After over a decade in London and 2 years of continent hopping, the 2018 Academy Awards of food returns to Europe for the biggest gastro-party of the year. This year’s host is Bilbao in Spain’s Basque Country, the wine enthusiast's haven. This area holds one of the largest concentrations of Michelin-star rated restaurants in the country, so it’s no surprise that the world’s best chefs will converge to enjoy food and wine, two of Spain’s greatest cultural achievements. Spain offers visitors several official wine trails that will take you through some of the best wine regions in the country, but we think you should make your own trail! Take a trip with us along a journey of the best in Spanish wines and food from Girona to Bilbao.
1. Girona – El Cellar de Can Roca
The Restaurant: El Cellar is owned and operated by the 3 Rocas brothers who have worked together to create a top ranked dining experience for all who visit. This establishment features two menus, the Classic with 7 courses and the Feast with 14 or more, both offering a selection of Catalanian cuisine mixed with global influences. El Cellar is also home to Josep Roca's wine cellar you might be invited to see, if you're lucky.
The Wine: The Catalonian region of Spain’s North Eastern coast is a unique culmination of Spanish, French and Italian traditions apparent in both the culture and the food. Truly Mediterranean in style, the food of Catalonia is rich in produce from the Earth and ocean. The most produced grapes in this region are the red Garnacha grapes and white Viura and Garnacha Blanca. This region is also known for having one of the best Rose’s in Spain, blending Garnacha and Carinena grapes. If you prefer a heavier, sweeter red, try the Garnatxa, a Catalonian specialty.
2. Barcelona – Tickets
The Restaurant: Tickets features a playful atmosphere for those serious about flavor. The restaurant hosts several tapas and open-air kitchens, each specializing in a different cooking method. Head chef Albert Adria has innovated the dining experience through his whimsical atmosphere and contemporary flavors.
The Wine: Another of the Catalonia region, Barcelona features many of the same wines as you would find in Girona. For a special treat, travel outside of Barcelona to the little known wine village, Alella. This region is best known for manufacturing crips, dry, floral wines from the locally grown Xarel-lo grape. Wineries in this area are capable of growing these wines on their northern slopes while reserving the southern slopes for reds and sweeter white grapes, giving the region variety to suit many pallets. If you prefer a sweeter wine, or want a glass with dessert, try the Dolc Mataro.
3. San Sebastian – Mugaritz
The Restaurant: Quite possibly the most innovative Spanish chef since Ferran Adria, Andoni Luis Aduriz invites diners to enjoy a meal with as much flavor as it has personality. Servers may bring to your table a "mystery" bottle of wine as you sample from the 20 (yes, 20) course meal. In fair weather, parts of your meal may be taken outside in the restaurant's garden area.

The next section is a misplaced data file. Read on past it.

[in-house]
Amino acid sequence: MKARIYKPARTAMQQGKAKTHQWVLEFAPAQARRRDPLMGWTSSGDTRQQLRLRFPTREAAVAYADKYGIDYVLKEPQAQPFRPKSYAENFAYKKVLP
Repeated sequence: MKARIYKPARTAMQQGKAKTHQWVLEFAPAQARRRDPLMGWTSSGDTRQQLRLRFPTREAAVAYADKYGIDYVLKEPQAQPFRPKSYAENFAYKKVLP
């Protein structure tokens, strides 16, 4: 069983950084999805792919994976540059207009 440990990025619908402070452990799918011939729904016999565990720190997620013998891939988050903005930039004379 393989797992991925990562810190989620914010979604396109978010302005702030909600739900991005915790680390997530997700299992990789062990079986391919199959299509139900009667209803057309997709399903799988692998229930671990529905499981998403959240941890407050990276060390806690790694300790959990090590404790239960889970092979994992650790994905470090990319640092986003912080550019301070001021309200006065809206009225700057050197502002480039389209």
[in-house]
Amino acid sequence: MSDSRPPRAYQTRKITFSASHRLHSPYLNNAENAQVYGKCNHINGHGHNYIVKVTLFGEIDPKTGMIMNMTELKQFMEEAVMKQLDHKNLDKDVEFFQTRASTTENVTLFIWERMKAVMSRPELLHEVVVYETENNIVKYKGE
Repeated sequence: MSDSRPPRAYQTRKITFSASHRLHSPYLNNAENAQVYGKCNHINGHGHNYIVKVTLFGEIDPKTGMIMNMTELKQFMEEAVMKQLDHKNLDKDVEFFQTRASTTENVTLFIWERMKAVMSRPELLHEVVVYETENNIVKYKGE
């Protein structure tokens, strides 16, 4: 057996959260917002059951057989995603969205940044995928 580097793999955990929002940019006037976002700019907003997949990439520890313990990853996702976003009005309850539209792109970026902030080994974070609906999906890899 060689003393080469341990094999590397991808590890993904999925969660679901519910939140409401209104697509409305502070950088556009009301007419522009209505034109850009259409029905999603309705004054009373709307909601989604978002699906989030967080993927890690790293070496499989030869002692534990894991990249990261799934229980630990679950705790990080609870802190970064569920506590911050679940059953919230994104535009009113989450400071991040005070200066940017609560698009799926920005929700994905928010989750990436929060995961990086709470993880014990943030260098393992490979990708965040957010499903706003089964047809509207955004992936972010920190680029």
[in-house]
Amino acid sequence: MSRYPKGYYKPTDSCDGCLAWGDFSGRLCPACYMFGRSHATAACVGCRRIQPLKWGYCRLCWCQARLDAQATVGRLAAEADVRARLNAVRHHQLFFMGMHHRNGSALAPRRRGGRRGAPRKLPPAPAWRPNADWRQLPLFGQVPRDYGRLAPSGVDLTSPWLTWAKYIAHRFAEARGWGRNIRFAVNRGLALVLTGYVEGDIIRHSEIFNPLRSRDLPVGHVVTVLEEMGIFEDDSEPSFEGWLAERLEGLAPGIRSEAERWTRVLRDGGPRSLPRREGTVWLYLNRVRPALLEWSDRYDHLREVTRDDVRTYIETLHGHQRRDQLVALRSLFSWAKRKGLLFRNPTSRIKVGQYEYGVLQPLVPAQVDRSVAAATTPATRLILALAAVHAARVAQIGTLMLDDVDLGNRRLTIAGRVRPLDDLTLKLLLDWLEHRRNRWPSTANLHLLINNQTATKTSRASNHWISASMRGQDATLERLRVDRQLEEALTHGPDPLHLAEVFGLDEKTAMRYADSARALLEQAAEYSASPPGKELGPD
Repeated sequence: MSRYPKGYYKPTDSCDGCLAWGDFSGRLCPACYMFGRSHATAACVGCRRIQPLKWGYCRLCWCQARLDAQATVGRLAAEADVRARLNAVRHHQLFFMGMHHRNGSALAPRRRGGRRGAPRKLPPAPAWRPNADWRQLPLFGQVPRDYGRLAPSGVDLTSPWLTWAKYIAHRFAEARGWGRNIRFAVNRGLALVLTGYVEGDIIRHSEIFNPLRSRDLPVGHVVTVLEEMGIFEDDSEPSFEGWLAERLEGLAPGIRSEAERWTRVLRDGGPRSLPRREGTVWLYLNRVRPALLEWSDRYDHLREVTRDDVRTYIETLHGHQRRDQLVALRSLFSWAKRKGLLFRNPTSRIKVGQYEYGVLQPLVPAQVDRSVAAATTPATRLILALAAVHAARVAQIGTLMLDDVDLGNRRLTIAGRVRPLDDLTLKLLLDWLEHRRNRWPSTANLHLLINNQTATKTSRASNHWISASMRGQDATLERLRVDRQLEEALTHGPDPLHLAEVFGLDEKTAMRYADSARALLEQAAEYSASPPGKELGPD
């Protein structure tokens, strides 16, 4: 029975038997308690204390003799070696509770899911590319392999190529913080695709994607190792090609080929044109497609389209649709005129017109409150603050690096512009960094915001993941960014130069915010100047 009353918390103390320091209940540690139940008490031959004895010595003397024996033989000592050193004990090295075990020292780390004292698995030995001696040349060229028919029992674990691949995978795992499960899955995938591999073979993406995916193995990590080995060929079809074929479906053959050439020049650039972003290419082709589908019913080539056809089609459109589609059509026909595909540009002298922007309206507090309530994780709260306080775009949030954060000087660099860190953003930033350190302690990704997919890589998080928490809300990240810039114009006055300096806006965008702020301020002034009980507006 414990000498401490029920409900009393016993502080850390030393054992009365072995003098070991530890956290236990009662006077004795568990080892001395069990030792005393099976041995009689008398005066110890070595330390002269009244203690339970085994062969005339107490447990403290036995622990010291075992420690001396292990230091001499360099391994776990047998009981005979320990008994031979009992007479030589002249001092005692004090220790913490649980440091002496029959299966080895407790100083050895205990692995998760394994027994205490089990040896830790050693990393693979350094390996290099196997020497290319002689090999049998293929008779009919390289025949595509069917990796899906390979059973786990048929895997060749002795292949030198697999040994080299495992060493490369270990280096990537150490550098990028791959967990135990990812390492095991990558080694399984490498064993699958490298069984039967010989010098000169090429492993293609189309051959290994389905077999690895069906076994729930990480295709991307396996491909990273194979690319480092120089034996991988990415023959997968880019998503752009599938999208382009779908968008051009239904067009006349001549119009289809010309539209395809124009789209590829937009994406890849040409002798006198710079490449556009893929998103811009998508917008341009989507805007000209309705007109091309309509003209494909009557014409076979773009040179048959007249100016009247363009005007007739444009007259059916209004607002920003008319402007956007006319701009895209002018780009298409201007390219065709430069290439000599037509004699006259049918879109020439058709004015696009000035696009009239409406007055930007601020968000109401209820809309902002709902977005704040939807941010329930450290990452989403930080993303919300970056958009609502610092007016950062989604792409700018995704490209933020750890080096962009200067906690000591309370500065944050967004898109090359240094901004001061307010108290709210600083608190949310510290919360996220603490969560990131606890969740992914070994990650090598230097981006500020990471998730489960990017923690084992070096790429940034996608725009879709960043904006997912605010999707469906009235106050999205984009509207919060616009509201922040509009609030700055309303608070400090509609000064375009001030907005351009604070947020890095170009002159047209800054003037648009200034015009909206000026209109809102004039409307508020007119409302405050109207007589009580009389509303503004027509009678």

The Wine: While wine is the main focus of Spanish gastronomy, don’t shy away from one of San Sebastian’s crisp, refreshing sagardos, or ciders. Most might consider a hard cider to be more closely related to beer; a sip of a Basque region sagardo will prove that a dry, flat cider is equal to that of the finest white wine. Don’t be misled; the sagardotegias have perfected the art of natural cider pressing, producing a sour and acidic drink.
4. Axpe - Asador Etxebarri
The Restaurant: Grill master and owner, chef Victor Arguinzoniz removes all the frills of fine dining in his no nonesense, all flavor establishment. The downstairs bar serves also as the local pub while the atmosphere of the dining area reflects its rustic surroundings with accents of contemporary art. Self-taught and designer of his own adjustable height grills, Arguinzoniz gets back to the basics in his approach to food and uses only the freshest ingredients, some of which come from his own farm.
The Wine: There is only one wine you need to try in this region, Txakoli (Chacoli). This dry, sparkling white wine is produced in the Basque region of Spain from the white Hondarrabi Zuri grape. As with many other wines, there are different styles of Txakoli. We recommend sampling a glass of the Bizkaiko Txakolina, a richer, less sparkly white with a slightly higher alcohol content which appeals to more taste buds. Traditional Txakoli, like those from Getaria, tend to be more acidic and lest pallet friendly.
5. Larrabetzu – Azurmendi
The Restaurant: Far from your typical dining experience, Azurmendi offers you a fully emersive journey starting with the rooftop garden, moving through the kitchen to the greenhouse for small bites, before finally being seated in the dining area where projected images displayed on the temporary walls change from course to course. Chef and owner Eneko Atxa not only cares about his diner's experience, but also about the environment. Azurmendi is built from environmentally friendly materials, recycles its own waste, harvests rainfall and uses geothermal energy for heating and cooling.
The Wine: While the Basque region is best known for the 3 varieties of Txakoli, there is a lesser known wine with a fruity aroma and slightly pungent palate, the Harvester’s Red. These wines have a slightly different method of production as they are fermented whole and unpressed. The Harvester’s is meant to be drunk young, unlike most wines that need tie to mature.
Want to sample the best wine and food Spain has to offer? Check out these tours:
- 5 Day Discover La Rioja and the Basque Country Spain Self Drive Vacation
Madrid, Bilbao, San Sebastian, La Rioja, Haro, Santo Domingo de la Calzada
- 4 Day La Rioja Wine Spain Self Drive Vacation
Madrid, Haro, Logrono, Santo Domingo de la Calzada, La Rioja